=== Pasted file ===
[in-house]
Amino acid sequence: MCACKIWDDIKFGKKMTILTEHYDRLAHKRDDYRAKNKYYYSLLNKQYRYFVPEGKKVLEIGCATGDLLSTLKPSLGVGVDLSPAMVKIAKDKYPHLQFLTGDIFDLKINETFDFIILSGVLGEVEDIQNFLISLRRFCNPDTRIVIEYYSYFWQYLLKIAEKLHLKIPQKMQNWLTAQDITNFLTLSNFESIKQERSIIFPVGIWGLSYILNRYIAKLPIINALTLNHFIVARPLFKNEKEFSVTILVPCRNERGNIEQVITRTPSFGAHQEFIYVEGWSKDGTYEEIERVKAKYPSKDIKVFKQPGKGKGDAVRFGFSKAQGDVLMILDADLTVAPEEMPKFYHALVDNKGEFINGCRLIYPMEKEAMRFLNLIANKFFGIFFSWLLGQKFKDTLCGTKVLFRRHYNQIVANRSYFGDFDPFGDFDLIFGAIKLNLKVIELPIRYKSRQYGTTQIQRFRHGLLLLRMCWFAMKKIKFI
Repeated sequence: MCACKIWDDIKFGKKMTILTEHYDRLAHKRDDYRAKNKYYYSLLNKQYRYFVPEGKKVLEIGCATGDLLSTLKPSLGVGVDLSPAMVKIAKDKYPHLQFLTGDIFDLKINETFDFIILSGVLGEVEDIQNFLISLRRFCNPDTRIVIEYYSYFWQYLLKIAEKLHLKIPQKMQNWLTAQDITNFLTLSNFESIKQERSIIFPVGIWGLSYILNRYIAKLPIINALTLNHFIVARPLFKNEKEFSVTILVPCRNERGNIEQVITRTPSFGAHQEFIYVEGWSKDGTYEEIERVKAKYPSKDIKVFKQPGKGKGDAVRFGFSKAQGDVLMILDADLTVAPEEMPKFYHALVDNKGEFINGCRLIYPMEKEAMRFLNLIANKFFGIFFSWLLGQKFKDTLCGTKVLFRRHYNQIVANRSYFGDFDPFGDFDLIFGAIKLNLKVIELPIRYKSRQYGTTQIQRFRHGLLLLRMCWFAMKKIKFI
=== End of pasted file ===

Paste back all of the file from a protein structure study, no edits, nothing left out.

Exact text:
[in-house]
Amino acid sequence: MCACKIWDDIKFGKKMTILTEHYDRLAHKRDDYRAKNKYYYSLLNKQYRYFVPEGKKVLEIGCATGDLLSTLKPSLGVGVDLSPAMVKIAKDKYPHLQFLTGDIFDLKINETFDFIILSGVLGEVEDIQNFLISLRRFCNPDTRIVIEYYSYFWQYLLKIAEKLHLKIPQKMQNWLTAQDITNFLTLSNFESIKQERSIIFPVGIWGLSYILNRYIAKLPIINALTLNHFIVARPLFKNEKEFSVTILVPCRNERGNIEQVITRTPSFGAHQEFIYVEGWSKDGTYEEIERVKAKYPSKDIKVFKQPGKGKGDAVRFGFSKAQGDVLMILDADLTVAPEEMPKFYHALVDNKGEFINGCRLIYPMEKEAMRFLNLIANKFFGIFFSWLLGQKFKDTLCGTKVLFRRHYNQIVANRSYFGDFDPFGDFDLIFGAIKLNLKVIELPIRYKSRQYGTTQIQRFRHGLLLLRMCWFAMKKIKFI
Repeated sequence: MCACKIWDDIKFGKKMTILTEHYDRLAHKRDDYRAKNKYYYSLLNKQYRYFVPEGKKVLEIGCATGDLLSTLKPSLGVGVDLSPAMVKIAKDKYPHLQFLTGDIFDLKINETFDFIILSGVLGEVEDIQNFLISLRRFCNPDTRIVIEYYSYFWQYLLKIAEKLHLKIPQKMQNWLTAQDITNFLTLSNFESIKQERSIIFPVGIWGLSYILNRYIAKLPIINALTLNHFIVARPLFKNEKEFSVTILVPCRNERGNIEQVITRTPSFGAHQEFIYVEGWSKDGTYEEIERVKAKYPSKDIKVFKQPGKGKGDAVRFGFSKAQGDVLMILDADLTVAPEEMPKFYHALVDNKGEFINGCRLIYPMEKEAMRFLNLIANKFFGIFFSWLLGQKFKDTLCGTKVLFRRHYNQIVANRSYFGDFDPFGDFDLIFGAIKLNLKVIELPIRYKSRQYGTTQIQRFRHGLLLLRMCWFAMKKIKFI